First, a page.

Today we talked about binomial experiments and the associated probabilities. Suppose we have a experiment where (1) you have a sequence of n trials, (2) on each trial, there are two outcomes, Success or Failure, (3) the chance of a Success (p) is the same from trial to trial and (4) the results of different trials are independent. Then the number of successes X has a binomial distribution.
Once you identify a binomial experiment, you have to figure out n, the number of trials, and p, the chance of a success. Then you can find probabilities of different outcomes by a table of binomial probabilities.
This can be applied to chance outcomes in baseball. In our Fathom lab, we suppose that Susuki has five plate appearances and we're interested in the number of times he gets on base. His OBP percentage is approximately 40%. This is (approximately) a binomial experiment with n = 5 and p = .5 where we define a success as getting on base. On Fathom, we can display the binomial probabilities -- we can find the chances that Susuki gets on base 0, 1, 2, 3, 4, or 5 times.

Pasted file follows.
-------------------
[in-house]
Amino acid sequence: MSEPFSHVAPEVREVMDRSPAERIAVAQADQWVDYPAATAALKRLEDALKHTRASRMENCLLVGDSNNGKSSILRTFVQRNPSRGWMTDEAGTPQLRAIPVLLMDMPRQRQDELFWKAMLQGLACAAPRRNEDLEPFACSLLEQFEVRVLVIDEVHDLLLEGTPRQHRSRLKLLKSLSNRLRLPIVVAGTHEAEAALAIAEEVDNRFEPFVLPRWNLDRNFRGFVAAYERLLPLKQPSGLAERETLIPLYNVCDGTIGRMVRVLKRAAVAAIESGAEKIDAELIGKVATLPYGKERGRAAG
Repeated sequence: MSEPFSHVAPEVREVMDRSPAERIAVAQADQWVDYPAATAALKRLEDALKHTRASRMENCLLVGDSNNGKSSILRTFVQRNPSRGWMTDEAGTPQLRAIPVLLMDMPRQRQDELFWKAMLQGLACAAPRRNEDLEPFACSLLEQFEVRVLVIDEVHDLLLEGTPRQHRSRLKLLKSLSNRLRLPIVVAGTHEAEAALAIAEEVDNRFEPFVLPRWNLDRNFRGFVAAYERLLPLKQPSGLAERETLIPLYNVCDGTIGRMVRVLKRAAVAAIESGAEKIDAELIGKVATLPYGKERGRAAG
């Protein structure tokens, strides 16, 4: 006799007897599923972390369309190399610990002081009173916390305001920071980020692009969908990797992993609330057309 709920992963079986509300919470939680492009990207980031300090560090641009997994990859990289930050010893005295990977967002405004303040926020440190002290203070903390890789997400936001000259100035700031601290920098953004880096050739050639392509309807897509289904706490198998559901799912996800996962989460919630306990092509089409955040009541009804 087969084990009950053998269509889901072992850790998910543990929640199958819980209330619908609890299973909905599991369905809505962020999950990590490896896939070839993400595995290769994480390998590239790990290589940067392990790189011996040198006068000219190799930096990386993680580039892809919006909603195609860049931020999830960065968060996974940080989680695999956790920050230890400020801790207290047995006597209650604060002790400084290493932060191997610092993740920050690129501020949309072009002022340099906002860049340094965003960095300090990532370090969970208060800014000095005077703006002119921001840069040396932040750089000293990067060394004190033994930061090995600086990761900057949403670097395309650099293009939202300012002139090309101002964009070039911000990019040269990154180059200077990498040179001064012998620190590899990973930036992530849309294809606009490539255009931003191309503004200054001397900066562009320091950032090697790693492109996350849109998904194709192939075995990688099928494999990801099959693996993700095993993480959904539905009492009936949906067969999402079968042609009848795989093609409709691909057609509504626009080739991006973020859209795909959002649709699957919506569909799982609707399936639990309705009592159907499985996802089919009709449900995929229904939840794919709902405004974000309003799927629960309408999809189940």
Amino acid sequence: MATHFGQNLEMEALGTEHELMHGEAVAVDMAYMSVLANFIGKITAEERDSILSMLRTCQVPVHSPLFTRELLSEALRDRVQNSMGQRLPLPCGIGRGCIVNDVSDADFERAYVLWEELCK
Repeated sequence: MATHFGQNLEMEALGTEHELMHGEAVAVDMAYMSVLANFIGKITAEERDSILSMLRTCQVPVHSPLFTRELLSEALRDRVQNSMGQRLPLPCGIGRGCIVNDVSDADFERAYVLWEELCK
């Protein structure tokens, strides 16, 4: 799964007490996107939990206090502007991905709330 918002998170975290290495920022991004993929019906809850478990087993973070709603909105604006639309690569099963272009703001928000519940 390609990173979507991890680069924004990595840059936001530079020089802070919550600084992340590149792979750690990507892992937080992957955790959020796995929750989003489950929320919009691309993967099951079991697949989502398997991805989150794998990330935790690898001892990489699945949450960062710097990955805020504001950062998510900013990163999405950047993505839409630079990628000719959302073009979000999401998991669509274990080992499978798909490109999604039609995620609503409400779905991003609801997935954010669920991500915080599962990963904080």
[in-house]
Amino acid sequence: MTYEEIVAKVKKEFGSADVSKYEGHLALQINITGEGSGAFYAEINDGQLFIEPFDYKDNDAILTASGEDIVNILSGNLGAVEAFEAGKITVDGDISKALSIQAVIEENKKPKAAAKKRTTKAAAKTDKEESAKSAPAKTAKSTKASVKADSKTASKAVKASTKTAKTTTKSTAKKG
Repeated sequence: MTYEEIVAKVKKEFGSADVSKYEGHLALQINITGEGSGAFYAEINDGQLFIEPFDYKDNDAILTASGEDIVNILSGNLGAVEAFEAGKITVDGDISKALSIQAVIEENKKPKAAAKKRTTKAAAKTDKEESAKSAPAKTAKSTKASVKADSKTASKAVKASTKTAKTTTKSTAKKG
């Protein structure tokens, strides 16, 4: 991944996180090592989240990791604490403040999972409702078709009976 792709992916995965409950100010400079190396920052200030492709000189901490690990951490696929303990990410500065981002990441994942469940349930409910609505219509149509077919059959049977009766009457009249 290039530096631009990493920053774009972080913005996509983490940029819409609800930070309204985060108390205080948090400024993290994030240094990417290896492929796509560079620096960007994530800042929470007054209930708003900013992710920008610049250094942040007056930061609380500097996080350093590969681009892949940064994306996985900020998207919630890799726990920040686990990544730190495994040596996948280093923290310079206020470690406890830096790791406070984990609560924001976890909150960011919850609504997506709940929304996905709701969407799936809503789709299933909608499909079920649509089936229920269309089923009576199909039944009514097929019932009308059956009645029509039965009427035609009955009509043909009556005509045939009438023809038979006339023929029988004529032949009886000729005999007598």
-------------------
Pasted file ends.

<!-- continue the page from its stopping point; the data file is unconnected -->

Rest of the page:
What is interesting is that actual baseball data (that is, the number of times Susuki gets on base different numbers of times) matches up well with the binomial distribution. The underlying assumptions aren't quite true. For example, the chance that Susuki gets on base likely changes depending on the pitcher and team that he faces. But this model gives reasonable answers and helps us understand the variation in the hitting data.